- representation of numbers
    - transcendental numbers
    - ruler and compass
    - constructions
    - diophantine equations
    - prime numbers

    - euclidean geometry
    - triangles
    - circles
    - polygons and polyhedra
    - transformations
    - tessellations
    - curves and surfaces
    - polar coordinates
    - discrete geometry
    - differential geometry
    - topology
    - knot theory
    - non-euclidean geometry
    - algebraic topology
    - algebraic geometry
    - diophantine geometry

    - letters for numbers
    - equations
    - vectors and matrices
    - group theory
    - abstract algebra

    - combinatorics
    - graph theory
    - ramsey theory

    - continuity
    - differential calculus
    - integral calculus
    - complex analysis
    - power series
    - exponentiation
    - fractals
    - dynamical systems
    - differential equations
    - fourier analysis

    - basic logic
    - science of deduction
    - set theory
    - hilberts program
    - complexity theory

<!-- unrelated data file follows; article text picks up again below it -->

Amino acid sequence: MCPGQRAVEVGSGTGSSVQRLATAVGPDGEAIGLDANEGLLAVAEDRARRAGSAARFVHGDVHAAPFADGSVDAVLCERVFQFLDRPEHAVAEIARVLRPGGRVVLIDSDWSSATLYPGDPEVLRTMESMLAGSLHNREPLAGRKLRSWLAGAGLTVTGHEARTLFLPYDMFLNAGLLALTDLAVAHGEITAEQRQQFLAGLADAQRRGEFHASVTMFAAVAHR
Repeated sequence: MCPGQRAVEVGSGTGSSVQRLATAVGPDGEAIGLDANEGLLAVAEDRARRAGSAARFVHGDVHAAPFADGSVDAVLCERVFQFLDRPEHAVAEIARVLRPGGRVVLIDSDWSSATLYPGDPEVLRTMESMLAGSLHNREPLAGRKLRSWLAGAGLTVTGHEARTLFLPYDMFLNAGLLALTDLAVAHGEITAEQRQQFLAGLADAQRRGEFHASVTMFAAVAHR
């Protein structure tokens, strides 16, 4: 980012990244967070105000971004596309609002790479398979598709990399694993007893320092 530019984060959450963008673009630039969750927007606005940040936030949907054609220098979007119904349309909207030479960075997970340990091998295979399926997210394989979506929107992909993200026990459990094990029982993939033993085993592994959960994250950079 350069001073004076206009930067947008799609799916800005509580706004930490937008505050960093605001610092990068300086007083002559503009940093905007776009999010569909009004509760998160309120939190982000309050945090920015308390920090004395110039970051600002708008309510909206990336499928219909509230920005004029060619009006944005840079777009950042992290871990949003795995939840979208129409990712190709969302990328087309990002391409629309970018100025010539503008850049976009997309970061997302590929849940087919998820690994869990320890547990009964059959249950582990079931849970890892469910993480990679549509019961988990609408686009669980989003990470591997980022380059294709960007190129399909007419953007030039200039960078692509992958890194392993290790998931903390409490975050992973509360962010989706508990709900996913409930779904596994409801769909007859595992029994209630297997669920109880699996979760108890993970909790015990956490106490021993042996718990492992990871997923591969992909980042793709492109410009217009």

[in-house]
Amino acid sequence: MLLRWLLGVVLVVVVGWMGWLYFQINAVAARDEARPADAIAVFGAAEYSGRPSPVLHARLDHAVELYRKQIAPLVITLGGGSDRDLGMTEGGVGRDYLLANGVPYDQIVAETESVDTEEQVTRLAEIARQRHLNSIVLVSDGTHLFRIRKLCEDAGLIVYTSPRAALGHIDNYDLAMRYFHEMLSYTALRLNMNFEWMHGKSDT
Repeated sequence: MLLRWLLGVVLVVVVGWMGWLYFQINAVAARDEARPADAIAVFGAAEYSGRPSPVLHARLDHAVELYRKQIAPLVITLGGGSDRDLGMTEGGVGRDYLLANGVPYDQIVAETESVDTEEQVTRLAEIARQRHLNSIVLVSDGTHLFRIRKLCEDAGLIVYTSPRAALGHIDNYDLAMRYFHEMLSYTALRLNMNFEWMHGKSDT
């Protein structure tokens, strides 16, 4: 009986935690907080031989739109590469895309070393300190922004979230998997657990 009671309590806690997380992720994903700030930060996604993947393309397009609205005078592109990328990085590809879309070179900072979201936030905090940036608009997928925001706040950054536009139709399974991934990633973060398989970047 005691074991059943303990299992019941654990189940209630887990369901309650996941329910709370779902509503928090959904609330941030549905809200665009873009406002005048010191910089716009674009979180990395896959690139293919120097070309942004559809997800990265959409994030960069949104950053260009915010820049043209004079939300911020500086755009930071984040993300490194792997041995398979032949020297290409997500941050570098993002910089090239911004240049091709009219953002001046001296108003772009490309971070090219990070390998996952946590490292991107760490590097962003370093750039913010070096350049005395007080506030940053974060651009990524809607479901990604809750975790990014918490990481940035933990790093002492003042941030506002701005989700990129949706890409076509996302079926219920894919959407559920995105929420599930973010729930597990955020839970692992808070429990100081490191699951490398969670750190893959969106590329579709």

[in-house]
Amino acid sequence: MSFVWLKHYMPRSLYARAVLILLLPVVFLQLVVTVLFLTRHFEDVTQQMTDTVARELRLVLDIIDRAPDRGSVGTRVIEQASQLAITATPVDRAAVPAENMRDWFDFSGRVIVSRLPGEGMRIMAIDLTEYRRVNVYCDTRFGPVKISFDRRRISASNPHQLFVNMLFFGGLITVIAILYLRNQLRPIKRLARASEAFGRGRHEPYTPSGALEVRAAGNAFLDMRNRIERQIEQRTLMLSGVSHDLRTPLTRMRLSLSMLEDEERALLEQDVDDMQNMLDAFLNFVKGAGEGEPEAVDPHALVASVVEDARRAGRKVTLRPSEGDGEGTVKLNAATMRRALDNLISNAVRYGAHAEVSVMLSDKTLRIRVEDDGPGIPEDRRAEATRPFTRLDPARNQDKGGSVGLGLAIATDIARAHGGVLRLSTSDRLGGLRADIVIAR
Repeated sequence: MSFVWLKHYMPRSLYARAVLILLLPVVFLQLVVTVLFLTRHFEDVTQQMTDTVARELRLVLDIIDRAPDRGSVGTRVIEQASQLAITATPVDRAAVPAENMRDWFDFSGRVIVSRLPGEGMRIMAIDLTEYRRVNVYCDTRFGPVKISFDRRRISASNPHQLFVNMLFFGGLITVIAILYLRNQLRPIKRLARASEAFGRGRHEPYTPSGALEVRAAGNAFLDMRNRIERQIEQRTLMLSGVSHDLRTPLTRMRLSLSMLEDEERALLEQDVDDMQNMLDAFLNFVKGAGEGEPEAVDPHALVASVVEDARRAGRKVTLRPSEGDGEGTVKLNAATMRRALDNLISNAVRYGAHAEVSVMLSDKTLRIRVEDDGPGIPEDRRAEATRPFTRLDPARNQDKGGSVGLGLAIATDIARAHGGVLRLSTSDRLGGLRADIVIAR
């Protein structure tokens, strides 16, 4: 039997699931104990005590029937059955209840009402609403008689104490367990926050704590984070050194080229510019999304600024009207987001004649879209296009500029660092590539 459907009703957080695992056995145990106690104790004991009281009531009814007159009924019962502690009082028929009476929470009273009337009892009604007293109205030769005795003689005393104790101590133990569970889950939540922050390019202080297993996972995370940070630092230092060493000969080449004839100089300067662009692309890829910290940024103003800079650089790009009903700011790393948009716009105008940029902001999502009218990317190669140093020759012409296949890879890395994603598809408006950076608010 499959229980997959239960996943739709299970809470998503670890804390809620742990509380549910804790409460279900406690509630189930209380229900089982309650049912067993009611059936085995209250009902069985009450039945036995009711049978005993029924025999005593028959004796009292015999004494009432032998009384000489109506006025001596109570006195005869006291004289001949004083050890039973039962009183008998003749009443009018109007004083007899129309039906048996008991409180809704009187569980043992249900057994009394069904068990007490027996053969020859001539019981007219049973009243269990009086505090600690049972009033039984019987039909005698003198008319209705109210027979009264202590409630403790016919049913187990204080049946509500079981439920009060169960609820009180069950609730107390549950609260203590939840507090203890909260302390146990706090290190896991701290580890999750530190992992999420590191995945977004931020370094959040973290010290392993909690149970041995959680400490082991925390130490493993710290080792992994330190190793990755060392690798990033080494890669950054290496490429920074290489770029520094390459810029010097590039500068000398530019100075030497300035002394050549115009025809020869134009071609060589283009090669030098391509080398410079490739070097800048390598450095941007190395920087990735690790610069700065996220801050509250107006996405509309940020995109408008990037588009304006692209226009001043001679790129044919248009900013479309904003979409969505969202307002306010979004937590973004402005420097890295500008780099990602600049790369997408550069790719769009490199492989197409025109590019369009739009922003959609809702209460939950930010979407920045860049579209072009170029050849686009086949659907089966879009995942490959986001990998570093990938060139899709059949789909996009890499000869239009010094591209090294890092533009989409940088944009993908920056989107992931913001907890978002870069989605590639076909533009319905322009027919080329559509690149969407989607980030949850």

- computability theory
    - model theory
    - uncertainty and paradoxes

    - what mathematicians do
    - mathematics and technology
    - philosophies of mathematics

    - statistics
    - probability
    - probability distributions
    - stochastic processes
    - cryptography

    - newtonian mechanics
    - waves
    - fields and flows
    - special relativity
    - gravity
    - quantum mechanics
    - quantum field theory

    - game theory
    - fibonacci
    - puzzles and perplexities
    Anyway, this is one mathematicians (Prof Elwes) take on organizing the various topics of mathematics.

    However right away you can see that is can get very broad and very deep and in the PF case most questions will be what students encounter in high school and undergraduate math for the STEM courses and we hit only a couple of the topics in a big way.